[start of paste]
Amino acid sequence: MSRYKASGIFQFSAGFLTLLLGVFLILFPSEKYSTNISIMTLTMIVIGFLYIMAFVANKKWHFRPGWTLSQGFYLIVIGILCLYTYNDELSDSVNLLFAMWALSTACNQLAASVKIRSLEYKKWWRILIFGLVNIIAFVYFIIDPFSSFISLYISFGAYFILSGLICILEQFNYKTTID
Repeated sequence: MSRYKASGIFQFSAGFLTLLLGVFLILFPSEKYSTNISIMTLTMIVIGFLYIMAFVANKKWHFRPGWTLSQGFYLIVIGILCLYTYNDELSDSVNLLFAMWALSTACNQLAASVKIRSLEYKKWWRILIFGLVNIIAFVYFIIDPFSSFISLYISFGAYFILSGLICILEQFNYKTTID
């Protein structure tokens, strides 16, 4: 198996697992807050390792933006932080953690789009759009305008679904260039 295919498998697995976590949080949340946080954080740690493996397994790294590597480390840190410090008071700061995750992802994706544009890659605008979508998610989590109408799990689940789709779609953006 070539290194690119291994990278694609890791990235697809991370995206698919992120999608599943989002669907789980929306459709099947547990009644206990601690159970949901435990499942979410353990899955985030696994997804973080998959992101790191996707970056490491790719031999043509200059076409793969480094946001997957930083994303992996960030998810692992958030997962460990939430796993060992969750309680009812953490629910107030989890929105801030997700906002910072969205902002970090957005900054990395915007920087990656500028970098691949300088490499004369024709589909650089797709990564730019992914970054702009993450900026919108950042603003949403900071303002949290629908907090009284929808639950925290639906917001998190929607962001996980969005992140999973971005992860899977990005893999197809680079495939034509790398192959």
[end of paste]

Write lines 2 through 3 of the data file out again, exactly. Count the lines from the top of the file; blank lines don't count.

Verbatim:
Repeated sequence: MSRYKASGIFQFSAGFLTLLLGVFLILFPSEKYSTNISIMTLTMIVIGFLYIMAFVANKKWHFRPGWTLSQGFYLIVIGILCLYTYNDELSDSVNLLFAMWALSTACNQLAASVKIRSLEYKKWWRILIFGLVNIIAFVYFIIDPFSSFISLYISFGAYFILSGLICILEQFNYKTTID
């Protein structure tokens, strides 16, 4: 198996697992807050390792933006932080953690789009759009305008679904260039 295919498998697995976590949080949340946080954080740690493996397994790294590597480390840190410090008071700061995750992802994706544009890659605008979508998610989590109408799990689940789709779609953006 070539290194690119291994990278694609890791990235697809991370995206698919992120999608599943989002669907789980929306459709099947547990009644206990601690159970949901435990499942979410353990899955985030696994997804973080998959992101790191996707970056490491790719031999043509200059076409793969480094946001997957930083994303992996960030998810692992958030997962460990939430796993060992969750309680009812953490629910107030989890929105801030997700906002910072969205902002970090957005900054990395915007920087990656500028970098691949300088490499004369024709589909650089797709990564730019992914970054702009993450900026919108950042603003949403900071303002949290629908907090009284929808639950925290639906917001998190929607962001996980969005992140999973971005992860899977990005893999197809680079495939034509790398192959």